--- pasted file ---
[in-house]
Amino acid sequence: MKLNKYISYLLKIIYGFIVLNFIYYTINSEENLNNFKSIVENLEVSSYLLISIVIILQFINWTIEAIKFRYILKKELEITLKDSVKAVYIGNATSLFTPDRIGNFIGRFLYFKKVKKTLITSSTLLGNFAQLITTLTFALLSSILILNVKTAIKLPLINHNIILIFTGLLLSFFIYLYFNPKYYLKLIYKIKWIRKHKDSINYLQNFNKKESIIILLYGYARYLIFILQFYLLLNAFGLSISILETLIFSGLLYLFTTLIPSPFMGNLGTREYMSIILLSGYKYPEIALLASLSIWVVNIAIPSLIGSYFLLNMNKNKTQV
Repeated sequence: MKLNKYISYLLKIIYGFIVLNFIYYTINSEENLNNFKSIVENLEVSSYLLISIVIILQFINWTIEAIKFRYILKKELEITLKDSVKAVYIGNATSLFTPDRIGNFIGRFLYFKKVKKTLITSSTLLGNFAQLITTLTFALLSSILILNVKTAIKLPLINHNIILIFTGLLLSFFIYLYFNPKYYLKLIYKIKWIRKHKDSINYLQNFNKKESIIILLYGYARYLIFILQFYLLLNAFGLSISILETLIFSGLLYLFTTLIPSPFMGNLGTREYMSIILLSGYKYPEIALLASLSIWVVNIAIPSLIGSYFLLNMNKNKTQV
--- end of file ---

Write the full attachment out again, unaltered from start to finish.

[in-house]
Amino acid sequence: MKLNKYISYLLKIIYGFIVLNFIYYTINSEENLNNFKSIVENLEVSSYLLISIVIILQFINWTIEAIKFRYILKKELEITLKDSVKAVYIGNATSLFTPDRIGNFIGRFLYFKKVKKTLITSSTLLGNFAQLITTLTFALLSSILILNVKTAIKLPLINHNIILIFTGLLLSFFIYLYFNPKYYLKLIYKIKWIRKHKDSINYLQNFNKKESIIILLYGYARYLIFILQFYLLLNAFGLSISILETLIFSGLLYLFTTLIPSPFMGNLGTREYMSIILLSGYKYPEIALLASLSIWVVNIAIPSLIGSYFLLNMNKNKTQV
Repeated sequence: MKLNKYISYLLKIIYGFIVLNFIYYTINSEENLNNFKSIVENLEVSSYLLISIVIILQFINWTIEAIKFRYILKKELEITLKDSVKAVYIGNATSLFTPDRIGNFIGRFLYFKKVKKTLITSSTLLGNFAQLITTLTFALLSSILILNVKTAIKLPLINHNIILIFTGLLLSFFIYLYFNPKYYLKLIYKIKWIRKHKDSINYLQNFNKKESIIILLYGYARYLIFILQFYLLLNAFGLSISILETLIFSGLLYLFTTLIPSPFMGNLGTREYMSIILLSGYKYPEIALLASLSIWVVNIAIPSLIGSYFLLNMNKNKTQV